A. In the standard edition of Exchange 2007, you can have up to five databases spread over five storage groups. With enterprise edition, you can have 50 databases spread over 50 storage groups. This works out to the ability to have one storage group for each database, which is actually the best practice, allowing you to remove shared transaction logs between databases and eases recoverability. There's no reason to put more than one database in a storage group, and you should add new storage groups as you add new databases.
There is a maximum of five databases per storage group, the same as in Exchange 2003, but as I mentioned above, it's strongly discouraged.
There are circumstances where you must have only one database per storage group. If you plan on using Cluster Continuous Replication (CCR), Standby Continuous Replication (SCR) or Local Continuous Replication (LCR), the only supported storage groups are those with one database in them. If you want to use CCR, SCR, or LCR and have multiple databases in each storage group, you'll need to redesign your databases so you only have one database in each storage group. This isn't a requirement for Single Copy Clusters (SCC), which don't actually perform any log shipping replication because there's only one copy of the database.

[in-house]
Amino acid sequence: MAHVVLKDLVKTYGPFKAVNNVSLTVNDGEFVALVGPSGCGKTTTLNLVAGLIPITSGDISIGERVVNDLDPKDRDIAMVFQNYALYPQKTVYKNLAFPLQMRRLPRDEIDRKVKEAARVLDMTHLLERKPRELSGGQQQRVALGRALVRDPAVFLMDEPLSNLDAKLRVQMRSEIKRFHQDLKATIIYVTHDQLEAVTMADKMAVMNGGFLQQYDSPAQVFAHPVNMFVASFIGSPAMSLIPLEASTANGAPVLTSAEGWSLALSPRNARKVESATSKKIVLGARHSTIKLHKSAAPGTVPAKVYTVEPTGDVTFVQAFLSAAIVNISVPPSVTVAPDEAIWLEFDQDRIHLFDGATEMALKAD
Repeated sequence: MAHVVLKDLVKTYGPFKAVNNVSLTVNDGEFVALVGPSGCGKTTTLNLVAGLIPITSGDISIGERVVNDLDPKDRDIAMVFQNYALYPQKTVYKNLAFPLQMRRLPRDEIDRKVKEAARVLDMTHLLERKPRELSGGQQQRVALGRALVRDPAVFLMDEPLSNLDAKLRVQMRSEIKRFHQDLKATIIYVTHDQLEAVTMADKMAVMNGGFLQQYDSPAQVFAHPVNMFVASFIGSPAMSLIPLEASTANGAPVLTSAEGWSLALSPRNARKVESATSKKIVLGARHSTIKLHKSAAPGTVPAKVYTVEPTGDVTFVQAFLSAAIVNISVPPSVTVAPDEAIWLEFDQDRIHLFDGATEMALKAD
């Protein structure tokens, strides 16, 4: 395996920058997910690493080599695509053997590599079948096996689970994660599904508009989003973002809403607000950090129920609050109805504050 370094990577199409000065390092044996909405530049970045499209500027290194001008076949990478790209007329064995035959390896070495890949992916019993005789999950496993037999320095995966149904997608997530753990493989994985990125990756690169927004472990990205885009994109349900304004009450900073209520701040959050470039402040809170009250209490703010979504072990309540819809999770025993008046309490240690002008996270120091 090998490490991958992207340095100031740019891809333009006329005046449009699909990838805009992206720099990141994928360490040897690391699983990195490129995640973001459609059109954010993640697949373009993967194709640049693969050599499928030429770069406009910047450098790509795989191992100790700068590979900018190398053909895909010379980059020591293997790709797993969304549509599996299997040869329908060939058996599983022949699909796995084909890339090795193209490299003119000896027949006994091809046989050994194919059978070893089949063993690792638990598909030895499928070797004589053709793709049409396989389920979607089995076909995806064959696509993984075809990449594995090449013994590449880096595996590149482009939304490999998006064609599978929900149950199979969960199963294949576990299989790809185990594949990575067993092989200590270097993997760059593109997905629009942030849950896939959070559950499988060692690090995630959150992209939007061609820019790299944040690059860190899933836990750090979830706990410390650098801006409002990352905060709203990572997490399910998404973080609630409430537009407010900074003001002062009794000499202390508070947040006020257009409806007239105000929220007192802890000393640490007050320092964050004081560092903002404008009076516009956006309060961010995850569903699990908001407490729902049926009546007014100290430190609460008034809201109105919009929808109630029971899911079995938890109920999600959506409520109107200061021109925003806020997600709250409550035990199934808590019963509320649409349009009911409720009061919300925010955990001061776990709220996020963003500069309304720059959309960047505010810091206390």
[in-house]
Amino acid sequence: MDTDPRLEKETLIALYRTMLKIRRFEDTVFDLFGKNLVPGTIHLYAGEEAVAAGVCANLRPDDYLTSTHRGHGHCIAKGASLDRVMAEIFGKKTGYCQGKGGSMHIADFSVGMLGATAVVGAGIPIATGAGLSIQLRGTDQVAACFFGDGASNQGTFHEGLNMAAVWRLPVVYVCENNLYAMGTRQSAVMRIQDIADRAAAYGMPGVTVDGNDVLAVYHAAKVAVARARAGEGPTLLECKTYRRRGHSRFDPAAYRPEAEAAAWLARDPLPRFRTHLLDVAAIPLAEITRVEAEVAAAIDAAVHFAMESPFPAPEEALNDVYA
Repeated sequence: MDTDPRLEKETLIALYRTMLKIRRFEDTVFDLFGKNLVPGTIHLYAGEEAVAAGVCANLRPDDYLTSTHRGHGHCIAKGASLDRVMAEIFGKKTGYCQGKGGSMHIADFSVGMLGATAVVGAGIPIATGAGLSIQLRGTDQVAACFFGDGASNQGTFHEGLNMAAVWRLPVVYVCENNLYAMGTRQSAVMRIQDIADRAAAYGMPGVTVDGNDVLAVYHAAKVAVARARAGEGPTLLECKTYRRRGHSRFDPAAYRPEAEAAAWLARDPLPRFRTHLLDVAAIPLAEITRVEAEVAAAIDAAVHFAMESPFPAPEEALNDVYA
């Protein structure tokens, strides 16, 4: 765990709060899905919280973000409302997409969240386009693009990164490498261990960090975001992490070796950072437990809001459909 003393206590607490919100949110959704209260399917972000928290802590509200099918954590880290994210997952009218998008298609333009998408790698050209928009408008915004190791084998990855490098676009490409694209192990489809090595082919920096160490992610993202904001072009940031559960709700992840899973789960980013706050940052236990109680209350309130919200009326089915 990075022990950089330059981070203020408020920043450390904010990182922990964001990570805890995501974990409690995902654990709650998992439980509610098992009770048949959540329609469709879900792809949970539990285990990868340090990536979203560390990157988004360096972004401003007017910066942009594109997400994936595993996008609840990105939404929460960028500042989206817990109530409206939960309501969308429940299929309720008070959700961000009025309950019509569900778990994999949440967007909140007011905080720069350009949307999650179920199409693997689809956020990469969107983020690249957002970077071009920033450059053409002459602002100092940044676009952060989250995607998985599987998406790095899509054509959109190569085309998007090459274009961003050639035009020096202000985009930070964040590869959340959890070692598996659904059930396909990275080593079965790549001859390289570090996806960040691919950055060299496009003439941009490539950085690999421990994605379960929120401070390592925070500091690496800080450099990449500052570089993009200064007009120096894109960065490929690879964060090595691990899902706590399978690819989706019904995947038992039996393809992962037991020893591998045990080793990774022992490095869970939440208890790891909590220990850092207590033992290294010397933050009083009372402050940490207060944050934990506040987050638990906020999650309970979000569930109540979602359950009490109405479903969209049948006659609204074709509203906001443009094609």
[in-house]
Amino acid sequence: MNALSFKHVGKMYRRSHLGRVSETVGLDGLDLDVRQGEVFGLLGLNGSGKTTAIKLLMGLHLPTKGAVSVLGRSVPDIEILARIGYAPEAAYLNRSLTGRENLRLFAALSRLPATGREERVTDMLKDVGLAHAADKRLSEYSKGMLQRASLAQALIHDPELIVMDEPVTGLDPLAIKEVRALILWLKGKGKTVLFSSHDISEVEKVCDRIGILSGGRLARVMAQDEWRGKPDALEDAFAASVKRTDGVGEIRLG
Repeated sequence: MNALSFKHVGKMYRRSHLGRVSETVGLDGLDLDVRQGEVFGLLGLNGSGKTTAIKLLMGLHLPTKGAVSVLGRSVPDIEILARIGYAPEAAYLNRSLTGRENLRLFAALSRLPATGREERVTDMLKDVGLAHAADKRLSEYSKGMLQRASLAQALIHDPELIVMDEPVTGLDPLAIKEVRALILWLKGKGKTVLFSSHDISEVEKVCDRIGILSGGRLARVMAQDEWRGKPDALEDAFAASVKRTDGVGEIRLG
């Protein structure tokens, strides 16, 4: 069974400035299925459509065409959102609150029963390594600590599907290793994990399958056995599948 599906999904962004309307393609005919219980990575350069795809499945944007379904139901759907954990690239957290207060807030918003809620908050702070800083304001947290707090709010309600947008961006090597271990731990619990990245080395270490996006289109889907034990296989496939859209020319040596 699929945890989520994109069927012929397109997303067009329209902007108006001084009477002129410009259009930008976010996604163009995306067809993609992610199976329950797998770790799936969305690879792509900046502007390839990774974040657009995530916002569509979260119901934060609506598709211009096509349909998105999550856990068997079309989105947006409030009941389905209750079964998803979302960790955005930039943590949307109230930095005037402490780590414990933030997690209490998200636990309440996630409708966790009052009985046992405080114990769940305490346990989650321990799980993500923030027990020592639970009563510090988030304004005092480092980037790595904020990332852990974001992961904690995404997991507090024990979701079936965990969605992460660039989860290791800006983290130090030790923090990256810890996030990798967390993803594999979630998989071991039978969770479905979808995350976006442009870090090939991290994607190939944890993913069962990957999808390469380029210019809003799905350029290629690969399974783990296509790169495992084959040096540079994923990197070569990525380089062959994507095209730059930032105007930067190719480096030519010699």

See this page for Microsoft's official database recommendations.Related Reading:
- How can I easily install the Windows Server 2008 roles and features that Exchange Server 2007 requires?
- When I try to perform a mailbox move, why do I get errors with accounts that have whitespace in the Name or DisplayName?
- What Mail Server Are You Using?
- Who Says You Need Microsoft Exchange Server?
- Exchange 2007 High Availability
- Creating Policies with Microsoft Exchange MRM
- Using Windows SideShow on a Mobile Device
Check out hundreds more useful Q&As like this in John Savill's FAQ for Windows. Also, watch instructional videos made by John at ITTV.net.